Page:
How are patents and trademarks different?
The goal of this article is to provide a helpful summary of differences between patents and trademarks that will actually help you in making good business decisions. This is not an exhaustive list of differences. Instead, we will focus on key distinguishing features of each IP right. My hope is that you can then formulate and implement a smart IP strategy. The USPTO has a helpful basic summary on the differences between patents, trademarks and copyrights.
Timing difference between filing patents and trademarks
Patents are time sensitive. You have a limited amount of time to apply for patents before your patent rights may be lost forever. With foreign patents, you may be disqualified simply for publicly disclosing your invention before securing a patent filing date. In the US, you have a 1-year grace period to file a patent application for a publicly disclosed invention.
Trademarks do not have such deadlines. You could have been using a trademark for years before applying for registration. However, there may be procedural and substantive disadvantages in delaying your trademark application, especially if someone else’s registration for a similar mark is over 5 years old.
There is one timing similarity between patent and trademark filings: being the first to file has significant advantages.
Usage difference between patents and trademarks
Trademarks generally require continuous use in order maintain rights. This is true of both registered marks and unregistered common law trademarks. Failure to use a mark continuously can lead to a loss of trademark rights known as abandonment.
Patents do not require usage in order to maintain rights. Utility patents simply require a series of maintenance fees to be timely paid during certain anniversaries following the grant date. Design patents have no maintenance fees. Whether or not a patent owner actually uses their patent will not affect the validity of their patent rights.
Expiration difference between patents and trademarks
Patents have a definite and limited term. Design patents expire 15 years from the date of grant. Utility patents may last up to 20 years from the filing date provided that the three maintenance fees are timely paid in sequence.
Trademark rights may last indefinitely so as the owner continues using the mark. As long as the trademark owner satisfies post-registration requirements and fees, a trademark registration need not expire.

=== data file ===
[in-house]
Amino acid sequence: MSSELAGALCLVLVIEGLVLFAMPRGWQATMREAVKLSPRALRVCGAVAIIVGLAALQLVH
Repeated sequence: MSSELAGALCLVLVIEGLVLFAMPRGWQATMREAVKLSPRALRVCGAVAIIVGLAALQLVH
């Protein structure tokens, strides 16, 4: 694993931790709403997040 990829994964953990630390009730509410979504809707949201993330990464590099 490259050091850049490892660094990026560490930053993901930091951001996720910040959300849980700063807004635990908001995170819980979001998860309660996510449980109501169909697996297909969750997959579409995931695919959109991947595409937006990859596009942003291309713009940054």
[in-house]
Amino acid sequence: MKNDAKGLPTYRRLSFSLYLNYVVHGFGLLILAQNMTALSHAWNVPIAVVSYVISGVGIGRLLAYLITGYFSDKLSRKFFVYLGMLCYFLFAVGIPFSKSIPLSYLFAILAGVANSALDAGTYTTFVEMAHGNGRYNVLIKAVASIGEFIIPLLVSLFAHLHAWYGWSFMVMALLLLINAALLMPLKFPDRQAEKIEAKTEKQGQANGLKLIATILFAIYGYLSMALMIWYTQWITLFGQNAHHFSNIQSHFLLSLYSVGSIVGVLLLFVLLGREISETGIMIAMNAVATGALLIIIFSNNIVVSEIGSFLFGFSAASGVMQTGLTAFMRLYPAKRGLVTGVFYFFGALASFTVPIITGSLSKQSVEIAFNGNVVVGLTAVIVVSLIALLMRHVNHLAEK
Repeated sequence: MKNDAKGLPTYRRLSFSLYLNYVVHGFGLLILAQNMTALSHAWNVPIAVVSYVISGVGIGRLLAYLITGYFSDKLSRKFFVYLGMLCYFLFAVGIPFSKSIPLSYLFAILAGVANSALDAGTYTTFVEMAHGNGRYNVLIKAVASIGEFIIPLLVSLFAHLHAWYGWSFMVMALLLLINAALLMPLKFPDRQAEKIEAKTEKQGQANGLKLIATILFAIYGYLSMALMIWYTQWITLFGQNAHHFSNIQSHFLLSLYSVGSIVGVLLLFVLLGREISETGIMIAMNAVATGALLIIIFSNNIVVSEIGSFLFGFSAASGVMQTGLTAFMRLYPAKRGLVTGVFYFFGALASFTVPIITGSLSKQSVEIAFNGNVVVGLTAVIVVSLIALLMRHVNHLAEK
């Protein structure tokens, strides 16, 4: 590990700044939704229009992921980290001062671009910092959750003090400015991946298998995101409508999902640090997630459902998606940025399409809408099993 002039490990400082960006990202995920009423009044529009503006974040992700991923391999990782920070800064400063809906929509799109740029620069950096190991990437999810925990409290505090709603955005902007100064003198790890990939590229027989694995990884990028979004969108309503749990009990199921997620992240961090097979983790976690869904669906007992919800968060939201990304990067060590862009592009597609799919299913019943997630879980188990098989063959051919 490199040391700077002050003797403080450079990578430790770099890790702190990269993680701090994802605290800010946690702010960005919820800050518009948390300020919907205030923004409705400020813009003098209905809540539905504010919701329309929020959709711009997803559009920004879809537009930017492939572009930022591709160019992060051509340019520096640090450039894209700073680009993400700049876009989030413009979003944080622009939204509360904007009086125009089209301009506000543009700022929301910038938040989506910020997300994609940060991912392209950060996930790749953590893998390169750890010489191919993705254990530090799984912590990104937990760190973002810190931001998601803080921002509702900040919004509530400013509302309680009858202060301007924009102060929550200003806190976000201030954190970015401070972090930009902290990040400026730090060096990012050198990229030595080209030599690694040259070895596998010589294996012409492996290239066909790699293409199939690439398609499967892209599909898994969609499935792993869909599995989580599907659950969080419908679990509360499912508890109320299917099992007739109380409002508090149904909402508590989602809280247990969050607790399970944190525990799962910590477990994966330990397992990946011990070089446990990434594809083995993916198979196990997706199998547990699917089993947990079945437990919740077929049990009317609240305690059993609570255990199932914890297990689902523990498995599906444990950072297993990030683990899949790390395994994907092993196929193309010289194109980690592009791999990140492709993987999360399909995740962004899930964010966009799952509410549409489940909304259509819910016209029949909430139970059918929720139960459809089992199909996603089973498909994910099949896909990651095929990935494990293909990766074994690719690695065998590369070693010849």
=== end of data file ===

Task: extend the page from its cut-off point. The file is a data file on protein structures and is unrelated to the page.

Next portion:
How the patent process differs from the trademark registration process
For a utility patent, the process from initial filing to patent grant is long, expensive and full or uncertainty. A design patent is generally quicker and easier to obtain. A patentability search can identify prior art that may be used to reject the novelty of an invention. A prior art search, however thorough, might not adequately predict how examiners will combine multiple references to reject your claims as being obvious.
Trademark applications generally have greater certainty than utility patent applications, especially if a knockout search is performed prior to filing. A knockout search can identify confusingly similar trademarks and help the applicant pivot to a different mark.
How do patent costs compare to trademark costs?
Flat rates for procuring IP have been around for years. Trademarks are more conducive to fixed fees due to greater certainty in the registration process. Utility patent applications have substantially greater complexity, more uncertainty, longer USPTO wait times, higher number of rejections. Generally, utility patents are significantly more challenging path to obtain.
At our firm, a utility patent may cost 7 to 15 times more than a trademark registration. For example, a trademark registration at our firm starts at $1,000 for a single class of goods or services.